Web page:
The newly placed barriers on the Hudson River Greenway are grossly misguided and are causing problems. They will cause more problems, and they solve no problem whatsoever. It was a problem that a terrorist killed and injured so many people. Believe me, I am shaken, as I ride that path every day. But this response is not a solution. Doing nothing would have been better than this response. Some may be comforted that the city did something. It may give some the illusion of increased safety. That illusion serves no one. Doing something, anything, as long as it’s something, is not rational or humane or even intelligent. The barriers create pinch points which will cause bike-bike and bike-pedestrian collisions. I’m sure it will, and if they stay for much longer, you will see this, I promise. And they will not prevent any terrorist attacks. Those attacks rely on opportunity and surprise. The next attack will be of a completely different nature in a different kind of place precisely because surprise is a key ingredient. Therefore, creating this kind of widespread inconvenience serves no one and disserves many of us. Let’s use resources in that will combat the risk that are in proportion to the risk. That risk is very small even though the attack was so horrific. We accept that we might die of heart disease or in a car collision, but we do not want to die with many others all at once through a vile deliberate act. Yet the disgust over such a kind of death does not justify any and all costs or precautions. We need to move as freely and as quickly and as enjoyably as is reasonable. The barriers are a disproportionate and unreasonable measure.

I dont live in NY or use my bike(s)for daily transportation, but I agree completely with your post regarding the barricades and other post-event “remedies”. And as I sit here and watch today’s news breaking in small-town Texas) it reinforces for me that it’s absolutey impossible to prepare for any unforeseeable eventuality in today’s crazy world.

The next act of violent sickness will indeed be different, and its highly improbable that these barricades will do anything more than be a daily reminder of a very bad incident there. I’m sorry for those continued to be affected by that sad day, and the response to it these provide.
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Old 11-05-17, 05:22 PM
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Originally Posted by mr_bill View Post
"Unfortunately I've never seen a bollard design that is both safe to cyclists and functional at stopping motor vehicles. I've seen plenty of crashes due to the standard round post style of bollard. Fortunately most only involved minor injuries but I also know of one that caused paralysis and eventually a premature death of the cyclist."

I have.

Bollards on low volume low risk bike paths are a HUGE problem, since the small risks outweigh the near zero benefit.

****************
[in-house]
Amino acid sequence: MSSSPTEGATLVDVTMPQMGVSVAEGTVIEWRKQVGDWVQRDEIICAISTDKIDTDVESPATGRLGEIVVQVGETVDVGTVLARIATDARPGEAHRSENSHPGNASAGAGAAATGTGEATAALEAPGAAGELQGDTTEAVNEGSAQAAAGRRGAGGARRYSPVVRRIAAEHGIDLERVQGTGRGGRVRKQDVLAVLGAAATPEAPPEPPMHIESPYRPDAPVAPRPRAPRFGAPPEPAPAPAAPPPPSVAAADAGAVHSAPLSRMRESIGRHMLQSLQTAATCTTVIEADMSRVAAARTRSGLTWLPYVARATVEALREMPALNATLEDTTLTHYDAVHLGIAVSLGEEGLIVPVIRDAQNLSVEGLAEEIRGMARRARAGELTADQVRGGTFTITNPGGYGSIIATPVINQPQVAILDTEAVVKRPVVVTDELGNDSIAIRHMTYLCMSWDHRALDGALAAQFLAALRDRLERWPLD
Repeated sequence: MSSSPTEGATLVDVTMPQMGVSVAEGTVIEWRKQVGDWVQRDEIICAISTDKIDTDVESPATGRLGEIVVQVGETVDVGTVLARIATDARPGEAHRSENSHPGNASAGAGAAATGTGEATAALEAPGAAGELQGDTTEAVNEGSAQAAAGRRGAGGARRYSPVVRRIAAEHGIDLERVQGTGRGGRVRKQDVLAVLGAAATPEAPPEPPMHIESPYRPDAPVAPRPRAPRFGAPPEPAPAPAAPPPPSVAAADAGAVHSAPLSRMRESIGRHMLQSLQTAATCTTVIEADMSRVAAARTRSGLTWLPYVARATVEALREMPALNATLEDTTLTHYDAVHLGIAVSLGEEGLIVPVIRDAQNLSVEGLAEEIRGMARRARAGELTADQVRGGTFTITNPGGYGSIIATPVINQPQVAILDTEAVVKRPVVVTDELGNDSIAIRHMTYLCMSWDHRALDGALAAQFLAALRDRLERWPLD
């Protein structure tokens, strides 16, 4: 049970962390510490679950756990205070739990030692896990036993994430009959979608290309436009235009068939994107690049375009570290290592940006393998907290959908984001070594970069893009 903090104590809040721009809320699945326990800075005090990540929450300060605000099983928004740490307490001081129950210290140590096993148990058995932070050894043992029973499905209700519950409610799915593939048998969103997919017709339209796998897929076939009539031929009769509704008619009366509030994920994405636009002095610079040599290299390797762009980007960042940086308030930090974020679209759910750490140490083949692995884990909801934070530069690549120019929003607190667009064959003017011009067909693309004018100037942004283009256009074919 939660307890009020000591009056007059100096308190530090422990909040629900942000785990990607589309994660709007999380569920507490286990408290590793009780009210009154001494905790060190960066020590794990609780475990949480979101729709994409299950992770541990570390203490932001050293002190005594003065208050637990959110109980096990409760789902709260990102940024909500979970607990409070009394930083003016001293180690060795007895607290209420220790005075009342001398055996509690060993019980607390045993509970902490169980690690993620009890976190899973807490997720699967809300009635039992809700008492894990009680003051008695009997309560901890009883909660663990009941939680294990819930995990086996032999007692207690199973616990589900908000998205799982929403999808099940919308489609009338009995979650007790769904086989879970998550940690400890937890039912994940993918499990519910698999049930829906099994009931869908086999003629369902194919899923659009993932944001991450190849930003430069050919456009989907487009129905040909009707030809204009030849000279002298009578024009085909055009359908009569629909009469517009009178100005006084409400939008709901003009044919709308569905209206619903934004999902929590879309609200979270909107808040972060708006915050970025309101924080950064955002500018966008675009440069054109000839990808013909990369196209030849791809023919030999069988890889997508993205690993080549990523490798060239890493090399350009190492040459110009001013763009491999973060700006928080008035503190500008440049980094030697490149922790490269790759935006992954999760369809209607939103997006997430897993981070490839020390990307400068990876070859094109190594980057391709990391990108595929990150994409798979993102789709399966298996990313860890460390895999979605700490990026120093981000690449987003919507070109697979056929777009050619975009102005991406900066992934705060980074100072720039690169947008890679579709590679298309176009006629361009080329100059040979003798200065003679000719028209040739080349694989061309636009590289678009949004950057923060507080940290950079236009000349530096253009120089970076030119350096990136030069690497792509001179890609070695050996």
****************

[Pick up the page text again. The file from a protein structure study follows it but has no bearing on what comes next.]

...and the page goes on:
That isn’t the case with the Greenway.
So please let us know this risk-free style of bollard which would not injure any bicyclists or pedestrians while stopping motor vehicles. And on what basis do you regard the Greenway as having a much better reward-to-risk ratio? Other than this intentional attack have there been other serious injuries or fatalities that any barrier would have prevented? And bollards or other barriers can't prevent intentional attack but merely move them to other more vulnerable locations.
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Old 11-05-17, 05:27 PM
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There’s Eric Ng. I’m done.

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Old 11-05-17, 05:30 PM
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@Steve B., you remind me of the people who think it's totally OK to use overly bright flashing headlights and knowing they cause pain and temporary blindness to some people. Their rationale is that it gets people's attentions. A punch in the face gets people's attentions. That doesn't make it a good idea.
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Old 11-05-17, 06:20 PM
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Originally Posted by mr_bill View Post
I have.

Bollards on low volume low risk bike paths are a HUGE problem, since the small risks outweigh the near zero benefit.

That isn’t the case with the Greenway.

This isn’t rocket science. Listen to TransAlt. Don’t listen to spite.

-mr. bill
As we have witnessed, this isn’t a low risk path. As well, it’s not low volume, it’s HUGE volume, thus the threat which the authorities are trying to address.

If I had a choice, I wouldn’t have bollards either, but if I were recommending something, I’d recommend a bollard over a jersey barrier that obstructs the path the way they have placed them.